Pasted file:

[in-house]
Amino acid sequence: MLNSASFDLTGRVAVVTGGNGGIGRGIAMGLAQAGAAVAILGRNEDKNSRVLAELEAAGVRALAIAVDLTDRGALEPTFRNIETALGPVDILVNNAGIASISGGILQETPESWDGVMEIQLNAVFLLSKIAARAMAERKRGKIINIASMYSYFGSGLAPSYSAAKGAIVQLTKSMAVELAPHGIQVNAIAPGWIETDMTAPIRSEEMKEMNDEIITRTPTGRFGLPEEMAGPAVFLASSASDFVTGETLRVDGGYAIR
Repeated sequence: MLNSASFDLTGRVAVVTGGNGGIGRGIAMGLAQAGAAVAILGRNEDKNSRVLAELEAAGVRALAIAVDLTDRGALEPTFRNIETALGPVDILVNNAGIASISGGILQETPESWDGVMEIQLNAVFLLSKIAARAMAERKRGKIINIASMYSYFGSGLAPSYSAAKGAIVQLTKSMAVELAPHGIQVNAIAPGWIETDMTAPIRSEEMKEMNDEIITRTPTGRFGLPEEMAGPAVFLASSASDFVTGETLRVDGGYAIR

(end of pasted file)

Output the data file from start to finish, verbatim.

[in-house]
Amino acid sequence: MLNSASFDLTGRVAVVTGGNGGIGRGIAMGLAQAGAAVAILGRNEDKNSRVLAELEAAGVRALAIAVDLTDRGALEPTFRNIETALGPVDILVNNAGIASISGGILQETPESWDGVMEIQLNAVFLLSKIAARAMAERKRGKIINIASMYSYFGSGLAPSYSAAKGAIVQLTKSMAVELAPHGIQVNAIAPGWIETDMTAPIRSEEMKEMNDEIITRTPTGRFGLPEEMAGPAVFLASSASDFVTGETLRVDGGYAIR
Repeated sequence: MLNSASFDLTGRVAVVTGGNGGIGRGIAMGLAQAGAAVAILGRNEDKNSRVLAELEAAGVRALAIAVDLTDRGALEPTFRNIETALGPVDILVNNAGIASISGGILQETPESWDGVMEIQLNAVFLLSKIAARAMAERKRGKIINIASMYSYFGSGLAPSYSAAKGAIVQLTKSMAVELAPHGIQVNAIAPGWIETDMTAPIRSEEMKEMNDEIITRTPTGRFGLPEEMAGPAVFLASSASDFVTGETLRVDGGYAIR